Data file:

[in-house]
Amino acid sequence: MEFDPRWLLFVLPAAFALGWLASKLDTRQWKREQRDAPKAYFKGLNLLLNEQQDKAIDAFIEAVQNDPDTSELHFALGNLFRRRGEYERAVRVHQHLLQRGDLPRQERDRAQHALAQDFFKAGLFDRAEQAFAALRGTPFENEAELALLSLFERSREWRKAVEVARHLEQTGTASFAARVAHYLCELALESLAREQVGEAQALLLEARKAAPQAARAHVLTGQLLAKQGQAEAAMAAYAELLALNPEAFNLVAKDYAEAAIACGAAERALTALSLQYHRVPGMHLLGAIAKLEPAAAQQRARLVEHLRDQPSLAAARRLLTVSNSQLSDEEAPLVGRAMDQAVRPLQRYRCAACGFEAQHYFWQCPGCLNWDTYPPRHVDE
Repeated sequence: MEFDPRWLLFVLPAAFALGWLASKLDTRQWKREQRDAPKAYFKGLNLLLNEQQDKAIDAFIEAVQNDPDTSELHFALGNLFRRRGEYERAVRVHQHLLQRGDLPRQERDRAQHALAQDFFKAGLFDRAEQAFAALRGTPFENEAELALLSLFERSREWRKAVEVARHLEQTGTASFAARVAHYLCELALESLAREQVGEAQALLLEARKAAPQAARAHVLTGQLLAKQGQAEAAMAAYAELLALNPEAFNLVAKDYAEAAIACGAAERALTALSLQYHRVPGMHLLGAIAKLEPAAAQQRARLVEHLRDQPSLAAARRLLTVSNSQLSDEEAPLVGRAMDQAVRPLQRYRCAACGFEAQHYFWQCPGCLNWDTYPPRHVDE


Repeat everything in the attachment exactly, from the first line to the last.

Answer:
[in-house]
Amino acid sequence: MEFDPRWLLFVLPAAFALGWLASKLDTRQWKREQRDAPKAYFKGLNLLLNEQQDKAIDAFIEAVQNDPDTSELHFALGNLFRRRGEYERAVRVHQHLLQRGDLPRQERDRAQHALAQDFFKAGLFDRAEQAFAALRGTPFENEAELALLSLFERSREWRKAVEVARHLEQTGTASFAARVAHYLCELALESLAREQVGEAQALLLEARKAAPQAARAHVLTGQLLAKQGQAEAAMAAYAELLALNPEAFNLVAKDYAEAAIACGAAERALTALSLQYHRVPGMHLLGAIAKLEPAAAQQRARLVEHLRDQPSLAAARRLLTVSNSQLSDEEAPLVGRAMDQAVRPLQRYRCAACGFEAQHYFWQCPGCLNWDTYPPRHVDE
Repeated sequence: MEFDPRWLLFVLPAAFALGWLASKLDTRQWKREQRDAPKAYFKGLNLLLNEQQDKAIDAFIEAVQNDPDTSELHFALGNLFRRRGEYERAVRVHQHLLQRGDLPRQERDRAQHALAQDFFKAGLFDRAEQAFAALRGTPFENEAELALLSLFERSREWRKAVEVARHLEQTGTASFAARVAHYLCELALESLAREQVGEAQALLLEARKAAPQAARAHVLTGQLLAKQGQAEAAMAAYAELLALNPEAFNLVAKDYAEAAIACGAAERALTALSLQYHRVPGMHLLGAIAKLEPAAAQQRARLVEHLRDQPSLAAARRLLTVSNSQLSDEEAPLVGRAMDQAVRPLQRYRCAACGFEAQHYFWQCPGCLNWDTYPPRHVDE